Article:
47. Hi, I’ve been reading your blog for years but this is the first time I’m asking a question: do you use a slate frame with your Needlework System 4? If so, what’s the largest you’ve tried? I have one with the clamp attachment but have so far have only used it with hoops and a 13×13 slate frame. I want to invest in 30″ slate frame for a firescreen project but not sure if the Needlework System 4 can hold it. Thank you, as always, for sharing your knowledge!

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    1. Hmmmmmmm….. I’ve used a 20″ without a problem, and I think you could use the right kind of 30″ but it depends on the weight and the depth of the frame and of your project. If it’s one of the slate frames that have the heavy rounded rollers, you wouldn’t be able to, but if the rollers are the flat ones (not round) and the whole frame is comparatively light (some slate frames are heavier than others), the NWS4 should be able to handle it, I’d think. The place you’ll have a problem is flipping the frame or turning the clamp head. You won’t have as much room for turning the frame, with one that large. If you’re using the table top version, I think it’d be impossible. If you’re using the floor version, you’ll have to scoot back or move it forward away from you, to turn a frame that size, I think. Or you’ll have to unclamp, flip, clamp in, take care of the back, unclamp, flip, clamp back in. But I think the stand itself should be able to hold the 30″ wide frame, as long as it’s not super heavy and as long as your project is not super deep (it could be rolled on the bottom roller, for example). I don’t really have a frame that large to test the theory with, though…! Maybe someone else will chime in, who has used a large frame with their stand?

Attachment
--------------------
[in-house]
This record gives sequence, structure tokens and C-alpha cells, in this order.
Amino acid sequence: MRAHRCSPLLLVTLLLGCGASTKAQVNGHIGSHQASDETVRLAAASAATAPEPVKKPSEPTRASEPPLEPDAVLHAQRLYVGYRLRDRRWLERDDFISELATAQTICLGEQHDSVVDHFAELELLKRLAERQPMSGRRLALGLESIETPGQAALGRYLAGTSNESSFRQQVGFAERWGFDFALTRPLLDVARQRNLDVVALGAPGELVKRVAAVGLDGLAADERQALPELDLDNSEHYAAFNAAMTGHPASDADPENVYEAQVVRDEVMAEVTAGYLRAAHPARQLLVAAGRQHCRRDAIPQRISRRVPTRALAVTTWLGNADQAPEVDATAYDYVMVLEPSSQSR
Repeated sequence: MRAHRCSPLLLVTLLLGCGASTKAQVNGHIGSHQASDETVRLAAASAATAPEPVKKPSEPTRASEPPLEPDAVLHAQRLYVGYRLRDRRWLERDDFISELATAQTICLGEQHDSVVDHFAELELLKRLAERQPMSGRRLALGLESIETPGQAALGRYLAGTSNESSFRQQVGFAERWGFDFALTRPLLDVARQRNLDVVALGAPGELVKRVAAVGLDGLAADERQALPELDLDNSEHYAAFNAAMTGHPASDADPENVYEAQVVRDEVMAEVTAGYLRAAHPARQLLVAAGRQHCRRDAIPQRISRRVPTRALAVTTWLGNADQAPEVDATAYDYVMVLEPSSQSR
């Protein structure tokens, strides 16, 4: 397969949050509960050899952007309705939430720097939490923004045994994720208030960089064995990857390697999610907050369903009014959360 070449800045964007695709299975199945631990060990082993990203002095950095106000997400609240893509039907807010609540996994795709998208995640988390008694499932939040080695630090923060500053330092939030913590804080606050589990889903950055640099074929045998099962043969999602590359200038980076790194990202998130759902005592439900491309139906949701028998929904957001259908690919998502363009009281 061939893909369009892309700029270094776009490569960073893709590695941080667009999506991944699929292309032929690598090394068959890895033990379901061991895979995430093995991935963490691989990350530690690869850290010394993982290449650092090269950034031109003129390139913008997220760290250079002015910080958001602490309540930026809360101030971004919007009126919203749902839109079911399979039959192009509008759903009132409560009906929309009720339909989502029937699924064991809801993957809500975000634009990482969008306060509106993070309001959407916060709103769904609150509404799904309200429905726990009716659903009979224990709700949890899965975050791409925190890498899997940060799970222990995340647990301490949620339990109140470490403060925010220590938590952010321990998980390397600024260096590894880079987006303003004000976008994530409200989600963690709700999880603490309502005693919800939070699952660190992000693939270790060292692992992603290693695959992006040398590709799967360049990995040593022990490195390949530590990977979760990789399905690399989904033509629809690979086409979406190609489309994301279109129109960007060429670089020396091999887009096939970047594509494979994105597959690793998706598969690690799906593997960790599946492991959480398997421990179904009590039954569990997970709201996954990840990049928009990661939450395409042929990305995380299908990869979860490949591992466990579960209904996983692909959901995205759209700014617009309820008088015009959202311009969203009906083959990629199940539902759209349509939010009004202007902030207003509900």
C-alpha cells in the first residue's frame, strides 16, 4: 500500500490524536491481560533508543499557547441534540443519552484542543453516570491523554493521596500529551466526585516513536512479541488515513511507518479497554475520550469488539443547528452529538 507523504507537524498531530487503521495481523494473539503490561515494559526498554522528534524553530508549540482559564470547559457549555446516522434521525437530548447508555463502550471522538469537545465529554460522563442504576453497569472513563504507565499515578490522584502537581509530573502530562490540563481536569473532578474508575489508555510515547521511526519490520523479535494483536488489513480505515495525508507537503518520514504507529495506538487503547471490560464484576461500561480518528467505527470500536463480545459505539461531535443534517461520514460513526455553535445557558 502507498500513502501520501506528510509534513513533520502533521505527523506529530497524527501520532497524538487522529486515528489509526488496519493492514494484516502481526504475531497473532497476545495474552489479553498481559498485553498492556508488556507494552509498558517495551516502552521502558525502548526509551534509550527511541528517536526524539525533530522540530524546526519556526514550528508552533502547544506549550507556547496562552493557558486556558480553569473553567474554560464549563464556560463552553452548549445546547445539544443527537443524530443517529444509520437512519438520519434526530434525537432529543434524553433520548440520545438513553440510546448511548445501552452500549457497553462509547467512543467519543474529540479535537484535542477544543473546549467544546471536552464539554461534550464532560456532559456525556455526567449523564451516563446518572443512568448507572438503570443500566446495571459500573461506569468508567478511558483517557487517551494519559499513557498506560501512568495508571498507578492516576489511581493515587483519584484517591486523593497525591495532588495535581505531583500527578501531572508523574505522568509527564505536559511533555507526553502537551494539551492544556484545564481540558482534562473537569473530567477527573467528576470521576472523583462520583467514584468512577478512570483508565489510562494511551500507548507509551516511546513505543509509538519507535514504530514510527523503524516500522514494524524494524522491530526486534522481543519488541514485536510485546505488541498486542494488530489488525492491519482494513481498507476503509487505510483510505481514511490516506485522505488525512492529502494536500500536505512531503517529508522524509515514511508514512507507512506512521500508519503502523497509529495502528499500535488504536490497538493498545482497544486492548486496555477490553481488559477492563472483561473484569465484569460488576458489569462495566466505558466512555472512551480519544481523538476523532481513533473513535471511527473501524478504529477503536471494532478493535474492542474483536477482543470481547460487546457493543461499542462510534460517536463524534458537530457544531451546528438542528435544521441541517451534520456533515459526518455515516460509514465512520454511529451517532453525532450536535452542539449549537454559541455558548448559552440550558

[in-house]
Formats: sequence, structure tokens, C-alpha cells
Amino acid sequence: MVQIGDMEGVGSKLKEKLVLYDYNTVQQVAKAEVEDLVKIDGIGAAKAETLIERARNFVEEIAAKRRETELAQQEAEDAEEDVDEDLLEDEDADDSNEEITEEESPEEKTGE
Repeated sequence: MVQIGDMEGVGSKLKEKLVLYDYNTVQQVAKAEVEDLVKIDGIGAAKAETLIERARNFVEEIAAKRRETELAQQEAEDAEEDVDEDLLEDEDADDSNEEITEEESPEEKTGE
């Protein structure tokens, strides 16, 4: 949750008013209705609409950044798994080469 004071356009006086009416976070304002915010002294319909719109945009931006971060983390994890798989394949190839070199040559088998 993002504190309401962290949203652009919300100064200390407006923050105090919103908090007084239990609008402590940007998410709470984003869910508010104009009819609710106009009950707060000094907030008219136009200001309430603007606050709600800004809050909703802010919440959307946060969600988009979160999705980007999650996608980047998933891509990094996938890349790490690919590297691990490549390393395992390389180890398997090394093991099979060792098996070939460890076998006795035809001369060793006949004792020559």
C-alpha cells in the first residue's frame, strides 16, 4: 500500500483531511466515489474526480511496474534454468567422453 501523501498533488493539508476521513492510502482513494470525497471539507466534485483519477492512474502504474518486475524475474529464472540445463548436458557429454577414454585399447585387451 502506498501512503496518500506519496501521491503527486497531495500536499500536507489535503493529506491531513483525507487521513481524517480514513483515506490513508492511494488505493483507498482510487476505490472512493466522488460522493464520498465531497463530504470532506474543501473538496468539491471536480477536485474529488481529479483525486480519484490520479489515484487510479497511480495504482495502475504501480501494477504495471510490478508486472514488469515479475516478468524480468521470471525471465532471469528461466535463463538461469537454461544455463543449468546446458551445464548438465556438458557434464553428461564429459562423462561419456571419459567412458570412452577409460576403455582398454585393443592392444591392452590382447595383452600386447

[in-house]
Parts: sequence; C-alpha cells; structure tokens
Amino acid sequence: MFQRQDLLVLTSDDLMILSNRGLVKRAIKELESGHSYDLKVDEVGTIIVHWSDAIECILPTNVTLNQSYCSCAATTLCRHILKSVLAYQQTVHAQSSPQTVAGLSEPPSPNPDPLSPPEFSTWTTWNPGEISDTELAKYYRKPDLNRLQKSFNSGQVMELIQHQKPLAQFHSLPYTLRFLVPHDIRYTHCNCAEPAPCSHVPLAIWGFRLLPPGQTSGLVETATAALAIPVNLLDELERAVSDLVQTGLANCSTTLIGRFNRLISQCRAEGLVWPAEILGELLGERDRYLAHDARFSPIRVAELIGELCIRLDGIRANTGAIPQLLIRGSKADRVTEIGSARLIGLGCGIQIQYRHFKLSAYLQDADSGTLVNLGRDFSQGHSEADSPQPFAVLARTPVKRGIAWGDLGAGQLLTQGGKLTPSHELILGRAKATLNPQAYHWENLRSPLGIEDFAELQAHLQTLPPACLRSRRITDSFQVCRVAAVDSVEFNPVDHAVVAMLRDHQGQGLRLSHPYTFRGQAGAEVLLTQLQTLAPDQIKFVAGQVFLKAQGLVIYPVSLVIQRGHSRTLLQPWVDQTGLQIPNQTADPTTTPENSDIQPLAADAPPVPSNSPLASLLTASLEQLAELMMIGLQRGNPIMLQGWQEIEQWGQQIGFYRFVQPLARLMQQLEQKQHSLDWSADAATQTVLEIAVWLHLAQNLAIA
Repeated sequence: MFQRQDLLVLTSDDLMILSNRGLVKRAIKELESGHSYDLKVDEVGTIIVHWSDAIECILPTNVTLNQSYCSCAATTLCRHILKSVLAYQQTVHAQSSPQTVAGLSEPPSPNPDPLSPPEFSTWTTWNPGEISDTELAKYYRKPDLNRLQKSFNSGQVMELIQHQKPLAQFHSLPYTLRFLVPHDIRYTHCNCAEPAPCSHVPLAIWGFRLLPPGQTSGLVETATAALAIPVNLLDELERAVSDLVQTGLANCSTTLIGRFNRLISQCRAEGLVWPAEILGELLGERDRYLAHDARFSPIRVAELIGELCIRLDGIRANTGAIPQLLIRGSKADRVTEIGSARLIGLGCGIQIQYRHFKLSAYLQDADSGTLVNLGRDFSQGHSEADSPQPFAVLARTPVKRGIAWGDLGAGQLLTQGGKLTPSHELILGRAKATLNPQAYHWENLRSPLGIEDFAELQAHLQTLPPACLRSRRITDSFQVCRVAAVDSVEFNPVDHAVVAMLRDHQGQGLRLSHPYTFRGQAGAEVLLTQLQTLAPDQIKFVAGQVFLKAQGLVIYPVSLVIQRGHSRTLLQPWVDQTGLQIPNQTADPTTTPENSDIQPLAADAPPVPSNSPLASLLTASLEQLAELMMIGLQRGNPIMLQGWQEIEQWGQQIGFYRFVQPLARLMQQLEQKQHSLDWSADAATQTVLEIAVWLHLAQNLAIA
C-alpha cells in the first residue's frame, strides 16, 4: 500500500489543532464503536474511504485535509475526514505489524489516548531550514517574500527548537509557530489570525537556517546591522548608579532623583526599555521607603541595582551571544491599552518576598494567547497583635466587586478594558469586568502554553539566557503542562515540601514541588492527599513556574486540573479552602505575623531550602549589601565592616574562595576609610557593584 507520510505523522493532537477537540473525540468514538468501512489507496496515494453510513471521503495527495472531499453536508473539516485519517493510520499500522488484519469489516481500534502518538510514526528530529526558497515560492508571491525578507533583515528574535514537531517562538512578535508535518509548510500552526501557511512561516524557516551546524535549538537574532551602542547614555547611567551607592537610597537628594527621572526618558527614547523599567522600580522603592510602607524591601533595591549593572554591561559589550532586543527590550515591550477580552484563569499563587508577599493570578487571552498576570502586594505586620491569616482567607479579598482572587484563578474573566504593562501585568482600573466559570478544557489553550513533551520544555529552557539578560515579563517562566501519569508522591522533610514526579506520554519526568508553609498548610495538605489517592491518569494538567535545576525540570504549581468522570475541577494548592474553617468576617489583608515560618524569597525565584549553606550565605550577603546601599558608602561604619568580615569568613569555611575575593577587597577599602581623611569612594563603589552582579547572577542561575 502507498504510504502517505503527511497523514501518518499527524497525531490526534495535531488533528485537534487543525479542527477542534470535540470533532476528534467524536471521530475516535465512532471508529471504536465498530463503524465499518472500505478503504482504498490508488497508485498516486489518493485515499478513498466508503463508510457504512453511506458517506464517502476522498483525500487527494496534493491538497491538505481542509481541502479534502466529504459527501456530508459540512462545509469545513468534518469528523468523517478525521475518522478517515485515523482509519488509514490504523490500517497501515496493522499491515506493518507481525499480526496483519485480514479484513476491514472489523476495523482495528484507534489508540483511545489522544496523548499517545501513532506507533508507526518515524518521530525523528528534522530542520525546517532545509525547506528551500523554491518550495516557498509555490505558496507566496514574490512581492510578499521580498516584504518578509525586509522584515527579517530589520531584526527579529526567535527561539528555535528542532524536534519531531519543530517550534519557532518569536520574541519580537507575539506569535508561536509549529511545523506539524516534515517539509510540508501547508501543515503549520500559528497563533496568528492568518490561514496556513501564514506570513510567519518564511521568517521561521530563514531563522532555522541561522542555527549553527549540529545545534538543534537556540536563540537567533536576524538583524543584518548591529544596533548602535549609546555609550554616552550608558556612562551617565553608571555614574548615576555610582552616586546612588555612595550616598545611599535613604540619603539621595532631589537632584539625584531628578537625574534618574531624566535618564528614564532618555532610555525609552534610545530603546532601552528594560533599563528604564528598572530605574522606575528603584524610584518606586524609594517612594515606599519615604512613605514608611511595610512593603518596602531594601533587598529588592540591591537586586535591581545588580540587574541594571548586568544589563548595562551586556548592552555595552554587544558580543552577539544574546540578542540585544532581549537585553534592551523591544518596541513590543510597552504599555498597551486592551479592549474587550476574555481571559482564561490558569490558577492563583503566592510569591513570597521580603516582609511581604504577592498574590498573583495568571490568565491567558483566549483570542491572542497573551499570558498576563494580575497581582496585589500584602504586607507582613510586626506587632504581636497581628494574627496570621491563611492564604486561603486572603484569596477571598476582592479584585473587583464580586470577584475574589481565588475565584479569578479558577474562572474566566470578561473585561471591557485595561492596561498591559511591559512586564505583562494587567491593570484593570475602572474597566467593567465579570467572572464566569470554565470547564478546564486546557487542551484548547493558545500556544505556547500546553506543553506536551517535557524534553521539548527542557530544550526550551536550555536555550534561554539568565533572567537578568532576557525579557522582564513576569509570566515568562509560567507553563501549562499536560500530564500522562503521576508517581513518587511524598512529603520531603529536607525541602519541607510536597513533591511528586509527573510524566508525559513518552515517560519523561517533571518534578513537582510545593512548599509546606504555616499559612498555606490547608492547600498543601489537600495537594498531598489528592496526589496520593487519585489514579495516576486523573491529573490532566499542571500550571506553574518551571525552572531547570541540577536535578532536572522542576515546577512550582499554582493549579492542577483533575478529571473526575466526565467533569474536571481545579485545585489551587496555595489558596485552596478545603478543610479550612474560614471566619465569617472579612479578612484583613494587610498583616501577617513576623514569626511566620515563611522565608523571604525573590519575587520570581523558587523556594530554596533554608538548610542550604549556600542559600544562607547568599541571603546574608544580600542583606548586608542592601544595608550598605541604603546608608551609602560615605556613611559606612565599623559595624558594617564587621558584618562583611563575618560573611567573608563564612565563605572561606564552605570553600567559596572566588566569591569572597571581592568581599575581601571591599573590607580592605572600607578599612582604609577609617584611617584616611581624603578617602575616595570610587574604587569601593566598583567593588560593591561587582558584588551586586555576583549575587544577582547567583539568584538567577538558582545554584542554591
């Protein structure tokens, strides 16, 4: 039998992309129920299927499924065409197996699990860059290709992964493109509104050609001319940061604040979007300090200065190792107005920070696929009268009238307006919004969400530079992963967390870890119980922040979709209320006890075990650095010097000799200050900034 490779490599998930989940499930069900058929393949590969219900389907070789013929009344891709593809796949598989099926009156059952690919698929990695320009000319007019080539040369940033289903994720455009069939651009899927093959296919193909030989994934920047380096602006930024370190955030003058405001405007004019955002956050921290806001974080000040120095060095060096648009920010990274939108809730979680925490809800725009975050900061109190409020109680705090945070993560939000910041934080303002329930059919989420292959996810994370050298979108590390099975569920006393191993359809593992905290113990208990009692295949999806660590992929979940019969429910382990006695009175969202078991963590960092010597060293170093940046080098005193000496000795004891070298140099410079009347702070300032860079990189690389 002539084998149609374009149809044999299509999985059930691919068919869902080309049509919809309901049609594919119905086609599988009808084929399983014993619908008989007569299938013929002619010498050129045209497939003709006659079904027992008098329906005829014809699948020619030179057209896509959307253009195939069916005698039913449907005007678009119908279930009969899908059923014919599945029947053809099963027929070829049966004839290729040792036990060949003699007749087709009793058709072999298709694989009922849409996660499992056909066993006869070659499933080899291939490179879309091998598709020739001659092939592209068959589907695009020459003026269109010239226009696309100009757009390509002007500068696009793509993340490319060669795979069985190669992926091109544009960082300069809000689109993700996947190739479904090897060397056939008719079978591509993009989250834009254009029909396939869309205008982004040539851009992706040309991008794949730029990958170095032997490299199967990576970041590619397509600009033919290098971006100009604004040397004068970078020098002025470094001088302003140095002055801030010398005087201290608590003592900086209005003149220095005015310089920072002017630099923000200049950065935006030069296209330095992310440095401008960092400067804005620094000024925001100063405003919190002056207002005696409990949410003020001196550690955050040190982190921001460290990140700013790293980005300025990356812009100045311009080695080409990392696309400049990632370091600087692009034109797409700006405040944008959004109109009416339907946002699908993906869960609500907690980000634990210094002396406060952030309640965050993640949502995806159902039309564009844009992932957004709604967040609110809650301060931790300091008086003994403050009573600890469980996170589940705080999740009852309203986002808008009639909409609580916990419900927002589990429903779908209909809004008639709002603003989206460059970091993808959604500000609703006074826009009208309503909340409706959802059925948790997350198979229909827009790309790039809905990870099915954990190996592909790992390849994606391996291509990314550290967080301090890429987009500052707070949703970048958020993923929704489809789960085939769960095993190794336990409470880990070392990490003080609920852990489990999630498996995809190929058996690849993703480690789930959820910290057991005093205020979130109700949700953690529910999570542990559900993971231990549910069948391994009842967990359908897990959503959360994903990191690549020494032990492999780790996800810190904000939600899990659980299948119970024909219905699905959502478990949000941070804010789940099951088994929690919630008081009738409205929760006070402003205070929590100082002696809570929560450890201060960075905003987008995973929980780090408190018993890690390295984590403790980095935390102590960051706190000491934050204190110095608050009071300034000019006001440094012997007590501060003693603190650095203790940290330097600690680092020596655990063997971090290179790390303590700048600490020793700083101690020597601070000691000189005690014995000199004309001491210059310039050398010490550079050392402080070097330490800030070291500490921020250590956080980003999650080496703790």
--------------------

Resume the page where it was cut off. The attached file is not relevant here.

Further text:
48. Looking forward to your post on Lap models! I am a newbie to all of this and my preference is to sit on the couch in the family room while embroidering.